I do recognise that the medical exemption list has not been reviewed for many years, apart from the addition of cancer recently, however I believe there are many other exemptions in place to provide support for those with long-term conditions. The prescription charging system is designed to support the most vulnerable of patients, for example children, the elderly and those on low incomes, from the financial impact of accessing potentially life-saving medication. This is not an exhaustive list, however I believe it targets support for those who need it most. It is important to note that nearly 90% of prescriptions are dispensed free of charge and there are also no charges to any patients who are dispended medicines when they are discharged from hospital.
There are a number of issues around extending medical exemptions, particularly with regard to how to define a long-term condition and a clear divide in opinion in terms of who should be responsible for deciding who is eligible. The majority of patients would want this to be decided by their GP, however GPs are rightly concerned that this would create additional pressure and workload and potentially cause a breakdown in the relationship between patient and doctor in cases where a dispute over eligibility arises. There are a huge number of hidden costs associated with the administration of such a system and concerns about whether an appeals process for disputes would have to be put in place, adding further costs.
When exploring options for how to assess eligibility there are no simple answers and many of the options explored are simply too complex and costly to administer and there are concerns about the ways it could influence patient behaviour. For example, if eligibility was based on diagnosis this would unfairly discriminate against patients with symptom-based conditions who have no definitive diagnosis. There is also the practical issues of creating and maintaining a list of all long-term conditions and diseases considering the European Medicines Agency report that 5 new diseases are described every week. If eligibility were based upon the volume of prescriptions required over a period of time, medical professionals feel this could create an incentive for over-medicalisation of a condition and treatment-seeking behaviour to retain this eligibility. There is also evidence to suggest providing free prescriptions, even if this eligibility is not based on the volume of prescriptions, acts as an incentive for patients to seek more medication which may not provide any clinical benefit.
On top of this, the additional costs that would be incurred due to extending free prescriptions would add further pressure onto the NHS and potentially take resources away from other areas, such as better A&E care, new cancer treatments and better mental health services. As I have detailed above, there is also no way to measure the hidden costs of implementing and administering such a system.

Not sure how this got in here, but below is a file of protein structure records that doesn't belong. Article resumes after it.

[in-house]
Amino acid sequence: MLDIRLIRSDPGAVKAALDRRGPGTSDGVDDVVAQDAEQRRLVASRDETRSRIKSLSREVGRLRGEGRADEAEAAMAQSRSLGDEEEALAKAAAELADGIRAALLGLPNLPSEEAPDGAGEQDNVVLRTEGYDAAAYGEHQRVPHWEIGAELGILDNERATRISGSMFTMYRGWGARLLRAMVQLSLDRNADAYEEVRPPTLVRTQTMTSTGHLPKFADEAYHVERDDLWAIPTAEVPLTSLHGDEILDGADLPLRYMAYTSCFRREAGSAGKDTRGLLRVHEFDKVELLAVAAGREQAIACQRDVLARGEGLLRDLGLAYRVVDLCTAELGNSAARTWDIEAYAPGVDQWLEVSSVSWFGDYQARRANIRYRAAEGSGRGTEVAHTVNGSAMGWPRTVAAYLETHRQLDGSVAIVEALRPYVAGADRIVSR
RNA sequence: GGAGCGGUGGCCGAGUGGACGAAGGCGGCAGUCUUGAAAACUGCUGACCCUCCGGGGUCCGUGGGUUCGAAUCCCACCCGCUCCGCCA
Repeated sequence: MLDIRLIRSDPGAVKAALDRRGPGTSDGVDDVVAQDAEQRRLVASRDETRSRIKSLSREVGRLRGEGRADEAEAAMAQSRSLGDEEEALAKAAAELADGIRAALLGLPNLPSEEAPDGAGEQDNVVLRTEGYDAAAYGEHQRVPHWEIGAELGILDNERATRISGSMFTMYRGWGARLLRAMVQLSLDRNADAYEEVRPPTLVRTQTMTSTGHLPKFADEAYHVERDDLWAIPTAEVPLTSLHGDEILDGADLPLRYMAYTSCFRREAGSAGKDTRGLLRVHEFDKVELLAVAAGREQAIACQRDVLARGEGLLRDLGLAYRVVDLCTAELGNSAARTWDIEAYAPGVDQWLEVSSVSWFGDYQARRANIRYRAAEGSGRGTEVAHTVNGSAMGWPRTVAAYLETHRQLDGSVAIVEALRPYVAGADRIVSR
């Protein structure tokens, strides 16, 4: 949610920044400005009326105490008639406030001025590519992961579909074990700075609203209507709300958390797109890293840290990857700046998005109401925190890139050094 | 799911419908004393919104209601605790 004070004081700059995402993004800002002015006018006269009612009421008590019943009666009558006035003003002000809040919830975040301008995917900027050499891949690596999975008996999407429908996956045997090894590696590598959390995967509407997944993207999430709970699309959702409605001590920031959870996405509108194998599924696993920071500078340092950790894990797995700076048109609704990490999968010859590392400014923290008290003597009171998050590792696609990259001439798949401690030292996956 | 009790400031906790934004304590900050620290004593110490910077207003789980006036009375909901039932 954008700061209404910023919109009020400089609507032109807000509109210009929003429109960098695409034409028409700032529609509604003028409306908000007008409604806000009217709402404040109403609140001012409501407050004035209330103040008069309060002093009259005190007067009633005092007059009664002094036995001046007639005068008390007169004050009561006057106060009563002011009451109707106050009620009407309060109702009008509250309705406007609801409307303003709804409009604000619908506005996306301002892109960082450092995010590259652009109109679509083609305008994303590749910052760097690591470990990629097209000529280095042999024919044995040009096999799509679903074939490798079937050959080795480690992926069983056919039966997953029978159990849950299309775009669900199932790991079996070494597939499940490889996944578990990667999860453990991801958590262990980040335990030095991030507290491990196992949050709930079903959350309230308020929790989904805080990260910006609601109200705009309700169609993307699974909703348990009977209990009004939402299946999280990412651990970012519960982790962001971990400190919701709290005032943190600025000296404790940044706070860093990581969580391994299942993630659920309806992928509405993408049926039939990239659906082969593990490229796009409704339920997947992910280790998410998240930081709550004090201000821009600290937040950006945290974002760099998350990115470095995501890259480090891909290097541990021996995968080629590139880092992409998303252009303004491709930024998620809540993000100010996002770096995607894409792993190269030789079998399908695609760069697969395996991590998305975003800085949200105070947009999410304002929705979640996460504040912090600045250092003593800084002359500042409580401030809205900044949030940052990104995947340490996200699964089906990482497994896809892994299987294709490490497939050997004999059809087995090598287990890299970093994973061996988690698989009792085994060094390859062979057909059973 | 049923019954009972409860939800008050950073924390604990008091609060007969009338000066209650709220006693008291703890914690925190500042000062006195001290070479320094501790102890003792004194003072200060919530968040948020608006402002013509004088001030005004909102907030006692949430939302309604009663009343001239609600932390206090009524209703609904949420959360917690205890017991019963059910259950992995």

There is also the factor that prescription numbers are significantly rising every year and the drug cost (not including dispensing costs) to the NHS dispensed in the community was a staggering £9.17 billion in 2017 compared to £500 million raised in prescription charges. Whilst the amount raised is a fraction of the amount spent, this is not an insignificant amount and this funding would need to be replaced. The recent review of NHS prescriptions highlighted the high cost of providing prescriptions, and how often free prescriptions are provided for conditions that either require no treatment or could be treated with cheaper over-the-counter remedies. For example the NHS spends £23 million a year on constipation remedies, which could pay for 900 more community nurses and £3 million on athlete’s foot, which would fund 810 hip replacements. There is also an estimated £150 million of unused prescription items returned to pharmacies which cannot be reused due to health and safety, for example because the medications have expired, not been stored correctly or it is impossible to know if they have been tampered with in any way. It is paramount that we are supporting patients with genuine need for medication who would otherwise be unable to fund their treatment, however, we must also address the high levels of waste and ensure good value for money.
There is also already other avenues of support available. For example, benefits such as Personal Independence Payments (PIP) is not means tested and is designed to provide additional financial support, for example medical aids, adaptations and medications for people with long term health conditions and disabilities. Additionally, Employment and Support Allowance (ESA) is a benefit for people whom are unable to work due to their health condition and/or disability and any claimant receiving the income-related component will automatically be eligible for free prescriptions.
There is also a pre-payment certificate which provides a significant reduction in cost per month for patients with more than 1 regular prescription per month and there are a number of payment options to help patients budget accordingly. In addition to this, if someone’s circumstances change and they become eligible for free prescriptions before the end of their pre-payment certificate I am led to believe you can claim for a refund.
Whilst I do understand the case for the reduction in cost to other frontline NHS services by extending free prescriptions to patients with long-term conditions, the majority of the evidence this report is based on appears to be anecdotal evidence. More importantly, it does not fully consider the additional and hidden costs, which are likely to be far in excess of the savings the report suggest, or the many practical issues of implementing such a system and therefore I do not feel I can support this campaign at this time.